A week ago today, on July 7, Carlo and I flew to Plaridel airport.
Plaridel is roughly halfway between Clark Field and Manila. Just 3 years ago it was a quiet backwater with a one-man control tower. Today training airplanes crowd the ramp near the control tower. It has become an active, vibrant training airfield.
The radio was busy. The control zone, a 5-mile radius where Plaridel’s control tower provided air traffic control, was crowded. Seven airplanes were airborne in the rectangular traffic pattern around the airport, and the runway and taxiway below.
We overflew Apalit town, 6 miles from the airport. Everyone was flying under Visual Flight Rules — the tower was controlling traffic, but pilots were responsible for seeing and avoiding other airplanes.
Runway 35 was in use. I still remember most of the radio exchanges.
Carlo: Plaridel Tower, RP-C1513, good afternoon.
Tower: 1513 go ahead.
Carlo: RP-C1513 is at 1,000 feet over Apalit, request landing instructions for touch and go on runway 35.
The tower denied a touch and go — a landing and quick takeoff without exiting the runway. I told Carlo to go ahead and ask for a full-stop landing. We would land, exit the runway, and fall in line again for takeoff.
Carlo: Request landing instructions for full stop landing, 1513.
Tower: 1513 enter left downwind, monitor the pattern.
Everything next happened in less than 30 seconds.
In the diagram below, “RPUX” is Plaridel airport, with 3 airplanes on the ground. North is roughly towards the upper right hand corner.
Another pilot (5) called a position report, “Base turning final.”
I saw him at our 11 o’clock, pointed him out to Carlo.
Another pilot (4) called, “Airborne runway 35.” I saw him at 7 o’clock, pointed him out to Carlo.
A third pilot, a girl, radioed, “Turning downwind.” She must have been close to us — she was on the downwind leg too!
I couldn’t see her.
I squirmed around, looking. The radio chatter was heavy. An airplane was taking off, two others were waiting on the taxiway (3), the tower cleared our leading traffic to land. Yet more airplanes at Apalit joined the fray (2).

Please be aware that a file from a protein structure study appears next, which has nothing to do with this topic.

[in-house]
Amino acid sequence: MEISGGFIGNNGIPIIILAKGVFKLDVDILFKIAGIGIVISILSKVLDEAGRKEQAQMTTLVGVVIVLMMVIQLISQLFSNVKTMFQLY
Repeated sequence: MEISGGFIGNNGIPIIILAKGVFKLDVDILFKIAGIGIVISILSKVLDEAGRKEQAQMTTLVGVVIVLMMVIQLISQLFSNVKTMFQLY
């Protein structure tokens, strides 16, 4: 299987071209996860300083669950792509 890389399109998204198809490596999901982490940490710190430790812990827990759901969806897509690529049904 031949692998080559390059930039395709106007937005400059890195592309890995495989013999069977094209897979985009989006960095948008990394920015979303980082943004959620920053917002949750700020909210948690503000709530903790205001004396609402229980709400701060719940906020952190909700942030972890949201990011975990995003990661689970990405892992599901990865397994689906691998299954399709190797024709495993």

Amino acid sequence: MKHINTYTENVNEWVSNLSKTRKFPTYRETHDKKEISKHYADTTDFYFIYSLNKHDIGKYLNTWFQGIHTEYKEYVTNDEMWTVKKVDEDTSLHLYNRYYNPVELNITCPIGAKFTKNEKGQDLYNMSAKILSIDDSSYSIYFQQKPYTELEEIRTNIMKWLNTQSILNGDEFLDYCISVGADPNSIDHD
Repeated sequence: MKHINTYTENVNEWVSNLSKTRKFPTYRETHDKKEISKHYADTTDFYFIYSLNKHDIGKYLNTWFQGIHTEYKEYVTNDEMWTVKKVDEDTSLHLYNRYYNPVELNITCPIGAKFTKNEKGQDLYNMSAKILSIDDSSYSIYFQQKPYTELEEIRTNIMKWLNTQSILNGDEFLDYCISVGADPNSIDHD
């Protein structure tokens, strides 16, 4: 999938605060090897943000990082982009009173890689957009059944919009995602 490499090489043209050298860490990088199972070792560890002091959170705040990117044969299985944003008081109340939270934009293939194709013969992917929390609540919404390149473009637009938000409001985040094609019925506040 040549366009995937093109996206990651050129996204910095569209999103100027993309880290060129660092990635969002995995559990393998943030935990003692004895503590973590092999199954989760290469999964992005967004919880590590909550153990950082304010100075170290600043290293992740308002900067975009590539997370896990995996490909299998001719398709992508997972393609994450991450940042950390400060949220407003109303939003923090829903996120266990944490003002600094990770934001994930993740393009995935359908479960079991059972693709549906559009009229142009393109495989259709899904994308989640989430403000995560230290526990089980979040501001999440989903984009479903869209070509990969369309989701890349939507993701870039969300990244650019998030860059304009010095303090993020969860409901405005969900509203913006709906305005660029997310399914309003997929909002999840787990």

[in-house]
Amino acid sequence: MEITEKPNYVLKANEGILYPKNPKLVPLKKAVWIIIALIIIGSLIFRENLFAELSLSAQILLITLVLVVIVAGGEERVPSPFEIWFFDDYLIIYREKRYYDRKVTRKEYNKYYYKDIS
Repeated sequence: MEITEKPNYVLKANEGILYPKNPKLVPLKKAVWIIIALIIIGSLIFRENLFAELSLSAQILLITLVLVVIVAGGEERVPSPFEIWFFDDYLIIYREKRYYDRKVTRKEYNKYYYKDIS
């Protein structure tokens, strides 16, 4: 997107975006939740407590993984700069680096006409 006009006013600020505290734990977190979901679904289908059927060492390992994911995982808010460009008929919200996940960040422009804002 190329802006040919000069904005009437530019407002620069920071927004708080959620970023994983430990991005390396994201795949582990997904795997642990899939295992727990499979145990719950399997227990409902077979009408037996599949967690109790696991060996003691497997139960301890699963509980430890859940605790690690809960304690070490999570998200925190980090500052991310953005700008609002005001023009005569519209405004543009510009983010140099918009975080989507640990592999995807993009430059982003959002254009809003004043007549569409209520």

Carlo: 1513 has the traffic in sight.
I didn’t like this radio call. It didn’t tell the tower which airplanes we had in sight. Before I could correct Carlo, the tower made a chilling call.
Tower: 1513 follow the aircraft on downwind.
Carlo and I were both looking hard. We didn’t see any other airplane on the downwind leg.
Carlo: 1513 will follow the aircraft on final approach?
Tower: NEGATIVE, 1513 follow the Cessna BELOW you on downwind.
Below?? I looked out the right side.
I saw an airplane (6) no more than 200 feet underneath our right wheel, aligned with our path.
All I could think of was that Carlo was 200 feet above the traffic altitude and might descend at any time.
I told him, “Carlo, there’s an airplane right below us, maintain altitude!”
Carlo affirmed, just as the tower called again.
Tower: 1513 make a right three-sixty.
Carlo began to turn right in a full 360-degree circle — for spacing. The other airplane pulled ahead. I was already looking for the next airplane behind us.
All that happened in half a minute.
The controller was firmly in charge and unruffled. He was good.
We flew for an hour near the Sierra Madres, far from Plaridel. Then Carlo did touch and go’s at Omni, sharpening his landing skills. It was a great flying day, and it was with real regret that we shut the airplane down at Omni.
On the car ride home, I sent a text message to Kevin, a very good friend and Cebu-based pilot. I described the traffic at Plaridel and the good job the controller was doing.
The next day, I was at Manila’s international airport to catch my commercial flight back to Bangkok. A text message from Kevin came in.
U WERE LUCKY AT PLARIDEL
And he sent me details of a terrible accident. Two Cessna airplanes had collided in the traffic pattern at Plaridel. An instructor and two students were dead.
I passed the text message to Carlo. He was stunned.
I pointed out that if not for his being 200 feet high on Saturday….
He said he was trying not to think about it.
I’m still in Bangkok now, reading online news items about 2 broken airplanes and 3 downed pilots 😦